TalkTalk was also criticised for its slow response when providing support to its customers to help mitigate the impact of the personal data breach. If customers had been notified sooner and given clear details about the extent of the breach they could have taken the necessary precautionary measures to prevent further loss, such as changing their log in details for online banking.

Impact on TalkTalk

In the wake of the news of the cyber-security attack, TalkTalk’s company share price dropped by 10% during the first few hours after the London stock exchange opened. Dido Harding, TalkTalk’s CEO has estimated that the data security breach could cost the company between £30 – 35 million. This figure includes the cost to the business of responding to the incident, the incremental calls into the call centres, additional IT and technology costs, and the fact that the website has been down for a prolonged period. The Information Commissioner has yet to release details of the fine it will inevitably impose on TalkTalk, but this could be as much as £500,000.

The reputational impact on TalkTalk is much more difficult to quantify and only time will tell whether new customers are put off joining TalkTalk and whether existing customers will leave. In an attempt to persuade its existing customers to stay, TalkTalk has at a considerable expense to the company offered free upgrades to all customers and not just the ones that were affected.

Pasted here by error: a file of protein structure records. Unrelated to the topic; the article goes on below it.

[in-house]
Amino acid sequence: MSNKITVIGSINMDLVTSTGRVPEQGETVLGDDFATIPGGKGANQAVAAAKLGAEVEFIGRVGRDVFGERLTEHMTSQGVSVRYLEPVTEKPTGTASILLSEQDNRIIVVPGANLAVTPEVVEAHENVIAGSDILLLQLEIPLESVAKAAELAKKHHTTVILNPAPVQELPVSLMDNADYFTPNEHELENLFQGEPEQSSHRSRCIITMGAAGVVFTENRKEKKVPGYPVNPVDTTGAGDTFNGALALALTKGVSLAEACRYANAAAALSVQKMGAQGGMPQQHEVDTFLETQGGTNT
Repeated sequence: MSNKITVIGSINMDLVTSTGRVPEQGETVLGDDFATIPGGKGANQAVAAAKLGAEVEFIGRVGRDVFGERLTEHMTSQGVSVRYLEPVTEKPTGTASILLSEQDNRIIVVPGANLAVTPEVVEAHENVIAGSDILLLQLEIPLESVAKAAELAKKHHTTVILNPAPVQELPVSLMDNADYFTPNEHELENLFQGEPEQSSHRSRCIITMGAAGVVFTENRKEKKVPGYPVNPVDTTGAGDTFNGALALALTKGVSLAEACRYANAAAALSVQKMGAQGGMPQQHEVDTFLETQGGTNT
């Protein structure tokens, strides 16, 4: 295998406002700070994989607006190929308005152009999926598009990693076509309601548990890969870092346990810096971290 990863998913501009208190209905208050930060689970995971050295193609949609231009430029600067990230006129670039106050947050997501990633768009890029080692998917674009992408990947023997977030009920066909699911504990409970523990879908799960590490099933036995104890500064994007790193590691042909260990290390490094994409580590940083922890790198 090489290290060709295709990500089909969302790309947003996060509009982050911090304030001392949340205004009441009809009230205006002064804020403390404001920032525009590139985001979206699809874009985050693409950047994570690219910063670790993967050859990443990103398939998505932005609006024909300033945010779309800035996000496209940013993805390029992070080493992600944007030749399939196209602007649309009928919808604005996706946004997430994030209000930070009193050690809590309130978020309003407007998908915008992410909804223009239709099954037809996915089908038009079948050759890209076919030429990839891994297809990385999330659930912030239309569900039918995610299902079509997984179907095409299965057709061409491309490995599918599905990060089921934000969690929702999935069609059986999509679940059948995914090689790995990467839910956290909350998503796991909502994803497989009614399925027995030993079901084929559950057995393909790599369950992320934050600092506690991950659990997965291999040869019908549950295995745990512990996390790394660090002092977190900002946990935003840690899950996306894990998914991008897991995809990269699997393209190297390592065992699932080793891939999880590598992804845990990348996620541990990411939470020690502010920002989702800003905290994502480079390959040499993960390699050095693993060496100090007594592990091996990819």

Impact on the Telecoms Industry

On 3 November it was announced that the Culture, Media and Sport Committee launched an inquiry into cyber security following the recent cyber-attack of TalkTalk's website to determine what the wider implications are for telecoms and internet service providers. In particular, the committee is interested to receive opinions on the following:

  • the nature of the cyber-attacks on TalkTalk’s website and TalkTalk’s response to the attack;
  • the robustness of measures telecoms and internet service providers are putting in place to maintain the security of their customer’s personal data (including details regarding the level of investment);
  • the nature, role and importance of encryption in protecting personal data;
  • the adequacy of the supervisory, regulatory and enforcement regimes in place to ensure companies are responding sufficiently to cyber-crime;
  • the adequacy of the redress mechanisms and compensatory measures for consumers;
  • likely future trends in hacking, technology and security.

The deadline for submitting written submissions expired on 23 November and we await the Committee’s report on its findings.

Conclusion

The cyber-security breach suffered by TalkTalk is just another reminder of the significant impact that a cyber-security breach can have on a company. It also highlights that cyber-security breaches can be prevented and the effects mitigated if a business is willing to implement the steps identified in our previous article. As a minimum, this includes maintaining up-to-date and robust technical and organisational processes to protect your data and plan and prepare your organisation in readiness for a breach. 

For further information regarding how you can prepare your business for a cyber-security breach, contact Luke as below.